The simple answer, in most cases, is “yes” – federal law generally supersedes conflicting state law. Article VI, Paragraph 2 of the U.S. Constitution – the “Supremacy Clause” – generally establishes that federal law is “the supreme law of the land” and takes precedence over state laws and state constitutions. This same federal supremacy has been granted by Congress to federal agencies, who have the power to create regulations, in this case, vaccine mandates, that have the force of federal law. The OSH Act of 1970, for instance, which directed the creation of OSHA, also enabled the agency to write regulations that carry the power of federal law.
Therefore, while state laws may generally be more restrictive than their federal counterparts, they cannot be less restrictive – i.e., states cannot circumvent federal requirements with their own. Indeed, the September guidance for federal contractors directly states that the federal contractor requirements are “promulgated pursuant to Federal law and supersede any contrary State or local law or ordinance.” Meanwhile, the Pentagon released a statement on October 14 reiterating that the federal contractor mandate preempts local laws and ordering defense contractors to have their employees vaccinated. Several such contractors, including Raytheon and Boeing, will reportedly require employee vaccinations.
That is not to say, however, that such mandates will go unchallenged. Indeed, on October 22, Arizona’s Attorney General filed an amended lawsuit challenging the federal contractor vaccine mandate, alleging the mandate violates several provisions of the Constitution. And, although OSHA’s ETS has not yet been published, Attorneys General in 24 states have already stated they will immediately file suit to challenge the enforcement of the ETS.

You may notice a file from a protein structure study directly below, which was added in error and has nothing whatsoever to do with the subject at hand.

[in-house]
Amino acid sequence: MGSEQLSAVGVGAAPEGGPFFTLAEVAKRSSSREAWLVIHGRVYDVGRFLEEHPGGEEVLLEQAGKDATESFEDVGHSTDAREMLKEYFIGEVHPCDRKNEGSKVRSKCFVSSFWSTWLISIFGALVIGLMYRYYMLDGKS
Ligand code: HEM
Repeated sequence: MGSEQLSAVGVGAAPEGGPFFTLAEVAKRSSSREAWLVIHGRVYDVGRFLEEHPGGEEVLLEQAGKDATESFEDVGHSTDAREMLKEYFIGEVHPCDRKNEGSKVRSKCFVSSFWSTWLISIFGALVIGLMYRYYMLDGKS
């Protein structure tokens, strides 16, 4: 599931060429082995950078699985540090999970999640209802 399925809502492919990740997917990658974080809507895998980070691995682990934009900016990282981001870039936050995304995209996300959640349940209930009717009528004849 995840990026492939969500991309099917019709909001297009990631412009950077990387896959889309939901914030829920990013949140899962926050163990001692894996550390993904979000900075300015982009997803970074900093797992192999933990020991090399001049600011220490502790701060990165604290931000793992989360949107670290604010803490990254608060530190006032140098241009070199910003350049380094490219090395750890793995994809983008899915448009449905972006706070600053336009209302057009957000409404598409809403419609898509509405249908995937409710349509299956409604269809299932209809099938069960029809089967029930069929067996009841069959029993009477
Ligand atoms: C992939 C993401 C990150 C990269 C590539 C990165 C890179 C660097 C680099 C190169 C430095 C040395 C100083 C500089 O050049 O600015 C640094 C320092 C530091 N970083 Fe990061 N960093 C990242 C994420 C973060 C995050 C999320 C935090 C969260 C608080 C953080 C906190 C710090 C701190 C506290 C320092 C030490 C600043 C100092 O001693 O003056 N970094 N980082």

OSHA, in particular, will face an uphill battle to demonstrate that their expected ETS is “necessary” to prevent a “grave danger” to workers – the standard that Section 6(c)(1) of the OSH Act requires any ETS to meet. Certainly, many states and large employers across the country are already preparing arguments and strategies to counteract these mandates.
Although federal vaccine mandates will likely face upcoming legal challenges, employers in any state(s) would be wise to consult with their counsel to consider and prepare for impending federal mandates and deadlines – especially the December 8 deadline for federal contractors. And, while the requirements of the anticipated OSHA ETS remain unclear, employers likely subject to the ETS (100+ employees) can better prepare their workplaces now by getting organized with their counsel, such as by considering necessary new workplace policies and reviewing their employee accommodation obligations.
Meanwhile, employers in states such as Montana and Texas should consult with counsel and proceed cautiously before taking adverse action against employees opposing workplace vaccine mandates.
Frost Brown Todd will continue to promptly update and advise employers on their obligations as new federal guidance is released.
For questions or additional information, please contact Catherine Burgett, Fred Gaona, Steve Tolbert, or any attorney in Frost Brown Todd’s Labor and Employment Group.